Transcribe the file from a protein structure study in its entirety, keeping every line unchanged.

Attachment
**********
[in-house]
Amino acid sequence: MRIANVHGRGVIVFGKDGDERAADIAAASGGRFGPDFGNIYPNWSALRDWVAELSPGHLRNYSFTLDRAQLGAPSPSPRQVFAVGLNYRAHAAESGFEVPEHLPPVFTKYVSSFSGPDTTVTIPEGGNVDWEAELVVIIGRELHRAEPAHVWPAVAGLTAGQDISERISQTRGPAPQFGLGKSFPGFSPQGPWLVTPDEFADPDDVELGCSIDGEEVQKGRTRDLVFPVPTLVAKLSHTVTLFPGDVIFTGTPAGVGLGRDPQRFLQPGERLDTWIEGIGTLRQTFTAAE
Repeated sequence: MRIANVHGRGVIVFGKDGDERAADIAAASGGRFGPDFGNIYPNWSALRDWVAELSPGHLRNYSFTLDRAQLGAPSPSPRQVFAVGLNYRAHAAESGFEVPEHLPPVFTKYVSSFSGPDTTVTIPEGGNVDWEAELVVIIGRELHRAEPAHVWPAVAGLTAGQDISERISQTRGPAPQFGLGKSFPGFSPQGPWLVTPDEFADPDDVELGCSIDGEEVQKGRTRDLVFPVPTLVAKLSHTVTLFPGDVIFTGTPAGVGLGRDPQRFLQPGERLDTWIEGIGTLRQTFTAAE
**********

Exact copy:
[in-house]
Amino acid sequence: MRIANVHGRGVIVFGKDGDERAADIAAASGGRFGPDFGNIYPNWSALRDWVAELSPGHLRNYSFTLDRAQLGAPSPSPRQVFAVGLNYRAHAAESGFEVPEHLPPVFTKYVSSFSGPDTTVTIPEGGNVDWEAELVVIIGRELHRAEPAHVWPAVAGLTAGQDISERISQTRGPAPQFGLGKSFPGFSPQGPWLVTPDEFADPDDVELGCSIDGEEVQKGRTRDLVFPVPTLVAKLSHTVTLFPGDVIFTGTPAGVGLGRDPQRFLQPGERLDTWIEGIGTLRQTFTAAE
Repeated sequence: MRIANVHGRGVIVFGKDGDERAADIAAASGGRFGPDFGNIYPNWSALRDWVAELSPGHLRNYSFTLDRAQLGAPSPSPRQVFAVGLNYRAHAAESGFEVPEHLPPVFTKYVSSFSGPDTTVTIPEGGNVDWEAELVVIIGRELHRAEPAHVWPAVAGLTAGQDISERISQTRGPAPQFGLGKSFPGFSPQGPWLVTPDEFADPDDVELGCSIDGEEVQKGRTRDLVFPVPTLVAKLSHTVTLFPGDVIFTGTPAGVGLGRDPQRFLQPGERLDTWIEGIGTLRQTFTAAE